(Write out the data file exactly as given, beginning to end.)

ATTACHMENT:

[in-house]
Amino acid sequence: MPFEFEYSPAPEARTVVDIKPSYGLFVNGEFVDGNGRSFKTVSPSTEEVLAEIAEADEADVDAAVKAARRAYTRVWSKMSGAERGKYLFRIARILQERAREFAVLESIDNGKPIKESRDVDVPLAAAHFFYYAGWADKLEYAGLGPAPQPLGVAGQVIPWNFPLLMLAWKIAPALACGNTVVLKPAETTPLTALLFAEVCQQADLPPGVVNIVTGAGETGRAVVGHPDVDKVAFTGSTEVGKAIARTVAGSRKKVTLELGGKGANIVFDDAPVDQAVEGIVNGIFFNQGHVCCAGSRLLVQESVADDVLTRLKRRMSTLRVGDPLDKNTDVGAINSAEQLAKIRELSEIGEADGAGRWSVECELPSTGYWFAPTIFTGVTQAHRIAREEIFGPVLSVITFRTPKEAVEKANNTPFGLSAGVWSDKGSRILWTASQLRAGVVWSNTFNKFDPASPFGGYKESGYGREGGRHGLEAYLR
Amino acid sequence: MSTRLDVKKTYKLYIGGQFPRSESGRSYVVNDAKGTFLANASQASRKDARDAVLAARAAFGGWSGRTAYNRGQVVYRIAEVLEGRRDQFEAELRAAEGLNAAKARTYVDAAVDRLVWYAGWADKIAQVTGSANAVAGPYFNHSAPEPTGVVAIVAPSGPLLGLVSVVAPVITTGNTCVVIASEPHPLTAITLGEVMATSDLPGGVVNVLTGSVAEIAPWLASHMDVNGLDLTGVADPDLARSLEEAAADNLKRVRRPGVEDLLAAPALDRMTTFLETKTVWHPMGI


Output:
[in-house]
Amino acid sequence: MPFEFEYSPAPEARTVVDIKPSYGLFVNGEFVDGNGRSFKTVSPSTEEVLAEIAEADEADVDAAVKAARRAYTRVWSKMSGAERGKYLFRIARILQERAREFAVLESIDNGKPIKESRDVDVPLAAAHFFYYAGWADKLEYAGLGPAPQPLGVAGQVIPWNFPLLMLAWKIAPALACGNTVVLKPAETTPLTALLFAEVCQQADLPPGVVNIVTGAGETGRAVVGHPDVDKVAFTGSTEVGKAIARTVAGSRKKVTLELGGKGANIVFDDAPVDQAVEGIVNGIFFNQGHVCCAGSRLLVQESVADDVLTRLKRRMSTLRVGDPLDKNTDVGAINSAEQLAKIRELSEIGEADGAGRWSVECELPSTGYWFAPTIFTGVTQAHRIAREEIFGPVLSVITFRTPKEAVEKANNTPFGLSAGVWSDKGSRILWTASQLRAGVVWSNTFNKFDPASPFGGYKESGYGREGGRHGLEAYLR
Amino acid sequence: MSTRLDVKKTYKLYIGGQFPRSESGRSYVVNDAKGTFLANASQASRKDARDAVLAARAAFGGWSGRTAYNRGQVVYRIAEVLEGRRDQFEAELRAAEGLNAAKARTYVDAAVDRLVWYAGWADKIAQVTGSANAVAGPYFNHSAPEPTGVVAIVAPSGPLLGLVSVVAPVITTGNTCVVIASEPHPLTAITLGEVMATSDLPGGVVNVLTGSVAEIAPWLASHMDVNGLDLTGVADPDLARSLEEAAADNLKRVRRPGVEDLLAAPALDRMTTFLETKTVWHPMGI